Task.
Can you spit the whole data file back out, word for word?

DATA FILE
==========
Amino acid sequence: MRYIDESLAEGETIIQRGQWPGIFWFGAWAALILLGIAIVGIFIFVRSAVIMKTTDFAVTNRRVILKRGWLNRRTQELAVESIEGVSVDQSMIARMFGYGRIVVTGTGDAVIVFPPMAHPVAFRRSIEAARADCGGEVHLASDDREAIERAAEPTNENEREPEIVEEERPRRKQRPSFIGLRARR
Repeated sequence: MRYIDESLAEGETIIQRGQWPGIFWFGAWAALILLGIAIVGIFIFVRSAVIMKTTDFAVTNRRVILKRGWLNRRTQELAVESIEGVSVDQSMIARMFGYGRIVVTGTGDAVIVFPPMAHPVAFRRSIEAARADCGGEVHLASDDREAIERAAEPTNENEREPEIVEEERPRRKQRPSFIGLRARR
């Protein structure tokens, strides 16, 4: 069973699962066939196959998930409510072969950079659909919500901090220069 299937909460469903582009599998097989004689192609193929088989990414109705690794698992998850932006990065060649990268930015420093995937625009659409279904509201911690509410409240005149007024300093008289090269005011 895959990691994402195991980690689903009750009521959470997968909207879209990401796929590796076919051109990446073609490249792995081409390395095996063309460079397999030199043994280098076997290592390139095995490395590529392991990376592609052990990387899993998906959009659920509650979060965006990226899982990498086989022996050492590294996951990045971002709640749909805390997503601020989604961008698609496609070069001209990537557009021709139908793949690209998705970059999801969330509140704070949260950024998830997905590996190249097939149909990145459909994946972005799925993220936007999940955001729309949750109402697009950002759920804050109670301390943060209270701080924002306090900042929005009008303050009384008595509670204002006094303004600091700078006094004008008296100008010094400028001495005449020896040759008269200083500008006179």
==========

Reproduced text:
Amino acid sequence: MRYIDESLAEGETIIQRGQWPGIFWFGAWAALILLGIAIVGIFIFVRSAVIMKTTDFAVTNRRVILKRGWLNRRTQELAVESIEGVSVDQSMIARMFGYGRIVVTGTGDAVIVFPPMAHPVAFRRSIEAARADCGGEVHLASDDREAIERAAEPTNENEREPEIVEEERPRRKQRPSFIGLRARR
Repeated sequence: MRYIDESLAEGETIIQRGQWPGIFWFGAWAALILLGIAIVGIFIFVRSAVIMKTTDFAVTNRRVILKRGWLNRRTQELAVESIEGVSVDQSMIARMFGYGRIVVTGTGDAVIVFPPMAHPVAFRRSIEAARADCGGEVHLASDDREAIERAAEPTNENEREPEIVEEERPRRKQRPSFIGLRARR
């Protein structure tokens, strides 16, 4: 069973699962066939196959998930409510072969950079659909919500901090220069 299937909460469903582009599998097989004689192609193929088989990414109705690794698992998850932006990065060649990268930015420093995937625009659409279904509201911690509410409240005149007024300093008289090269005011 895959990691994402195991980690689903009750009521959470997968909207879209990401796929590796076919051109990446073609490249792995081409390395095996063309460079397999030199043994280098076997290592390139095995490395590529392991990376592609052990990387899993998906959009659920509650979060965006990226899982990498086989022996050492590294996951990045971002709640749909805390997503601020989604961008698609496609070069001209990537557009021709139908793949690209998705970059999801969330509140704070949260950024998830997905590996190249097939149909990145459909994946972005799925993220936007999940955001729309949750109402697009950002759920804050109670301390943060209270701080924002306090900042929005009008303050009384008595509670204002006094303004600091700078006094004008008296100008010094400028001495005449020896040759008269200083500008006179």